Shivering, I stood and gathered the blankets about me as best I could and made my way to Nicky’s side. I dropped to my knees upon his straw, which was a great deal thinner than the bed I’d been given. I was surprised to find his eyes open and watching me.
“It will be warmer for both of us if…” my voice trailed off as I felt the heat rising in my cheeks.
He opened his blanket as if inviting me in. I crawled in beside him, my back to his front. Unlike myself, who was wearing every stitch of clothing I’d brought in an attempt to stave off the chill, he was wearing only a gray shirt and trousers. My cold stockinged feet found him, and he covered us with both our blankets and then wrapped his arm around me. I placed my hand upon his and snuggled more deeply against him.
“Yes,” I said. “Much warmer.” I knew he could feel the beating of my heart; it was thumping wildly in both my chest and my neck, and I felt as though I could not catch my breath.
He settled in behind me, and I tried to listen to the rhythmic breathing I’d heard when he first slipped into slumber, but it did not come. His arm grew heavy across me like a weighty coat determined to protect me from the chill. Then he shifted, his head moving down to my neck where his lips brushed against my skin.
I turned in his arms, and he came upon one elbow to peer into my face. The darkness enveloped us, and I found myself searching out his eyes with a longing to see into his soul. I placed a hand upon his face, running my fingers along his jawline, feeling the stubble that had formed there since his last shave. And then my fingers found his hair and intertwined around the thick locks.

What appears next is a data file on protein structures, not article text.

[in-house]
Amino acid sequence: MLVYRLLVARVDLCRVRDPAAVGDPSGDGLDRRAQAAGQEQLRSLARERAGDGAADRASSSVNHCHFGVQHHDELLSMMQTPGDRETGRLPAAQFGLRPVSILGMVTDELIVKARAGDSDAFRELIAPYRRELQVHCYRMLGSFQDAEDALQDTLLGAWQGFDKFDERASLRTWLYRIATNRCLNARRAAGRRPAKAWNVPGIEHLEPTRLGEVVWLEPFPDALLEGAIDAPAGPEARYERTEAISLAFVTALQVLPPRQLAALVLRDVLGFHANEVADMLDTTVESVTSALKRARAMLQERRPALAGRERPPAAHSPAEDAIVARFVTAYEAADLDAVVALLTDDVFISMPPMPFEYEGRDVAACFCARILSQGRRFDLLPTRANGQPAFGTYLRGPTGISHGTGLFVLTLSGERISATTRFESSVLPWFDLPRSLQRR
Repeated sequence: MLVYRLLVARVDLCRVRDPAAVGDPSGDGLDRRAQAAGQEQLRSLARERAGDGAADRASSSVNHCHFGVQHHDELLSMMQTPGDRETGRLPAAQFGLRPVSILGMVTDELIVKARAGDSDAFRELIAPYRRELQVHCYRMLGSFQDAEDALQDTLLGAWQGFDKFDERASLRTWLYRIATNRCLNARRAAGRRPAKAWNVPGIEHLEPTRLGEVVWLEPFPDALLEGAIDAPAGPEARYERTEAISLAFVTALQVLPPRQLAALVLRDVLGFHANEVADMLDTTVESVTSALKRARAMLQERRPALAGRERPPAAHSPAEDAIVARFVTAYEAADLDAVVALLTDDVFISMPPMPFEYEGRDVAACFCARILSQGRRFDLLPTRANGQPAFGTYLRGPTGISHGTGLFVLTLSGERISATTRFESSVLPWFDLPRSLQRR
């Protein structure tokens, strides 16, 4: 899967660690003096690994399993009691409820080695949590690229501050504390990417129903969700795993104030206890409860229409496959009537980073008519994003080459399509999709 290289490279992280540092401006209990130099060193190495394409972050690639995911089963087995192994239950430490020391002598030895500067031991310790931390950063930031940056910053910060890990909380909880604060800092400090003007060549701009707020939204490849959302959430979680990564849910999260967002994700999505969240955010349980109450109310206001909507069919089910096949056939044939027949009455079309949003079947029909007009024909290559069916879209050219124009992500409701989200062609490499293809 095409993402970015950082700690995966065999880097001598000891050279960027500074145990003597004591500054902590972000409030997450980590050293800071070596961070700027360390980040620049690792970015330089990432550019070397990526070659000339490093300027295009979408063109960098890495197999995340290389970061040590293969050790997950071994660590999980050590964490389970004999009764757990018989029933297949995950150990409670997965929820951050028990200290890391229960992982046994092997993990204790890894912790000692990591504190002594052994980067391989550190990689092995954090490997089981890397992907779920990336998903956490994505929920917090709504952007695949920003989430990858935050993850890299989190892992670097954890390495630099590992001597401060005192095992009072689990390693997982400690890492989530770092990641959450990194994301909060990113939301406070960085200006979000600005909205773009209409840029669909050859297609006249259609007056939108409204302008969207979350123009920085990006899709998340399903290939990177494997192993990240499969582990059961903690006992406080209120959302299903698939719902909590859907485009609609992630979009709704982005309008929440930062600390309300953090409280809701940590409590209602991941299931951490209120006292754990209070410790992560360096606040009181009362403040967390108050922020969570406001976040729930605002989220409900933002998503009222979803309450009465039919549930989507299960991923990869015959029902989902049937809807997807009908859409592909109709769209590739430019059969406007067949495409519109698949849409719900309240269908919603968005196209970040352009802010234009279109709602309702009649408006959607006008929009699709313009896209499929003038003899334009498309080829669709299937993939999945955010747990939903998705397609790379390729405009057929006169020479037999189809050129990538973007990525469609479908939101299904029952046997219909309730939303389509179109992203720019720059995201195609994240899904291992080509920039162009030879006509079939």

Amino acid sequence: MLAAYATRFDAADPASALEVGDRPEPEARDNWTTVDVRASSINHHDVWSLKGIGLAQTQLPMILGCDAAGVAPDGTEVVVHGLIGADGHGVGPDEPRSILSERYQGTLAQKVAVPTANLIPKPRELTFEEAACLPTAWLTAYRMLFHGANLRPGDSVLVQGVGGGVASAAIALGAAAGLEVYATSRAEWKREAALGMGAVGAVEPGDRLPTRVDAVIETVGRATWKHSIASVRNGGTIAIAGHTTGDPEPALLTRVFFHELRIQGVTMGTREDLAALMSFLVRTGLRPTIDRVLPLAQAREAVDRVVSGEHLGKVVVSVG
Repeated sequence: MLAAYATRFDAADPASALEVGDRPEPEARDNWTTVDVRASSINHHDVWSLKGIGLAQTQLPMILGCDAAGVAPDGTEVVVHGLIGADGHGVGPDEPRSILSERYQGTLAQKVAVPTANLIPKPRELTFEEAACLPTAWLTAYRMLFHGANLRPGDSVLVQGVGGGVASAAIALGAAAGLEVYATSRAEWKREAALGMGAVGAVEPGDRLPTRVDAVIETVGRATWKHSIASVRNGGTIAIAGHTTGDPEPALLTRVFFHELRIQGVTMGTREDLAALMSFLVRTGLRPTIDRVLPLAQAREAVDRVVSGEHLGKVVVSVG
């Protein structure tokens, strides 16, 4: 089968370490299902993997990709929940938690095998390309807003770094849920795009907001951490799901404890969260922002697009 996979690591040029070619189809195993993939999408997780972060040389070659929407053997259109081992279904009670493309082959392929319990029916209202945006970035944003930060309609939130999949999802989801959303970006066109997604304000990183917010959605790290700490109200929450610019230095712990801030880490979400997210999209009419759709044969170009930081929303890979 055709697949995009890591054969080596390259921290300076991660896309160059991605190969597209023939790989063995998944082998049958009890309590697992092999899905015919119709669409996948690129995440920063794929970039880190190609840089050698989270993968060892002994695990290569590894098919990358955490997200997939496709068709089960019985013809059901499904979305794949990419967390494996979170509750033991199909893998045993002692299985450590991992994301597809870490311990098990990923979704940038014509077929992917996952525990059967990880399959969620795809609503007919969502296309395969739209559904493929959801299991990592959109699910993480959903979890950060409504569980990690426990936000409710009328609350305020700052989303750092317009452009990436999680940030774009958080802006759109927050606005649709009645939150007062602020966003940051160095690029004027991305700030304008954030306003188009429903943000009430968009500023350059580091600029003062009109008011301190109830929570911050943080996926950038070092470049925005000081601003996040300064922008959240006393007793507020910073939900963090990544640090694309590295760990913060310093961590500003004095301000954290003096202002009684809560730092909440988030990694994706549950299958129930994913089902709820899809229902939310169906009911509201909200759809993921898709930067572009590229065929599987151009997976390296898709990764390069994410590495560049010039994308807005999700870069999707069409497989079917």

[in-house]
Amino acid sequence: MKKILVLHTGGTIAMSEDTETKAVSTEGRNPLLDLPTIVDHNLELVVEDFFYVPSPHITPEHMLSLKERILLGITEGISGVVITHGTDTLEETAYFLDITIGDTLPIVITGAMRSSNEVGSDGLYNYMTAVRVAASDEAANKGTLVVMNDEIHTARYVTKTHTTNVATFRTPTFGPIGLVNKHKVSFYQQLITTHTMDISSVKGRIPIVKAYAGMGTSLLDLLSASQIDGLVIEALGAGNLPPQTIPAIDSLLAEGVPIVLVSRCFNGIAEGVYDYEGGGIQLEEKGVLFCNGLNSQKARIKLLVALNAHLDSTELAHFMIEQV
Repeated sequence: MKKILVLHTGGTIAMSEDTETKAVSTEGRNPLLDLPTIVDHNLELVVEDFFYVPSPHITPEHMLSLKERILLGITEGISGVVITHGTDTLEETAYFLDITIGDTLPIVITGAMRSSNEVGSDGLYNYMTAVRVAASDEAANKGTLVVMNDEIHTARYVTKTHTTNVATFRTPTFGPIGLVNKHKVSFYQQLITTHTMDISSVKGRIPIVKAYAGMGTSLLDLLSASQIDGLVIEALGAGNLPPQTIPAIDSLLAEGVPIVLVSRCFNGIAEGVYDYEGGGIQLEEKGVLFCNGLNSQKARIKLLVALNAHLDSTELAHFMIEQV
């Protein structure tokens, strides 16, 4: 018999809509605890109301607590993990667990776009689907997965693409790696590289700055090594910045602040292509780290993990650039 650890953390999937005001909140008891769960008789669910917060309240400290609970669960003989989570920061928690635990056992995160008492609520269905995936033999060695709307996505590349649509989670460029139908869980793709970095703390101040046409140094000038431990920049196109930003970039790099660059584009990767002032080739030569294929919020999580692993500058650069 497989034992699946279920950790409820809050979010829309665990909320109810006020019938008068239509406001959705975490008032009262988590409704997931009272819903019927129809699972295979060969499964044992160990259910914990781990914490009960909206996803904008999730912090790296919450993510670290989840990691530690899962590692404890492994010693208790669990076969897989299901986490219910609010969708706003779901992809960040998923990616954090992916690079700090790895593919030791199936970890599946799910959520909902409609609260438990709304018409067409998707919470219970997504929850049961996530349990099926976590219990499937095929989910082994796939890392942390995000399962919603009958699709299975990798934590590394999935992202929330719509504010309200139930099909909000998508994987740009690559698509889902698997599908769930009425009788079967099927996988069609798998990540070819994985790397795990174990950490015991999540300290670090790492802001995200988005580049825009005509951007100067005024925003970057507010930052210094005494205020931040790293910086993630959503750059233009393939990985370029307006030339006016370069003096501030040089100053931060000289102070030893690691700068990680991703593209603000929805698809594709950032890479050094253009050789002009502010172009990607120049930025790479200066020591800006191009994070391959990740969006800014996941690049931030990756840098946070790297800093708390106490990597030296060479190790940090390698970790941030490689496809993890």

“You don’t have to do this,” he said hoarsely. “I gave you my word.”
“I know. But I did not give you mine.” I pressed upward to find his lips, my own whispering across his, savoring the fullness and the sweetness before his lips parted, and he returned my kiss with a passionate one of his own. I became lost in his kisses, my body burning for his, the longing mounting within me. “You don’t have to do this,” I whispered when we pulled back for a brief moment. “Or do you want to?”
“Desperately,” he answered as his hands followed the lines of my body as if memorizing the bend in my back, the flare of my hips.
“I love your curves,” he whispered.
“I am a bit hefty,” I answered, suddenly self-conscious.
“Oh, I beg to differ,” he said, his voice becoming serious. “I love every curve. Your body might not be perfect, but it is certainly perfect for me.”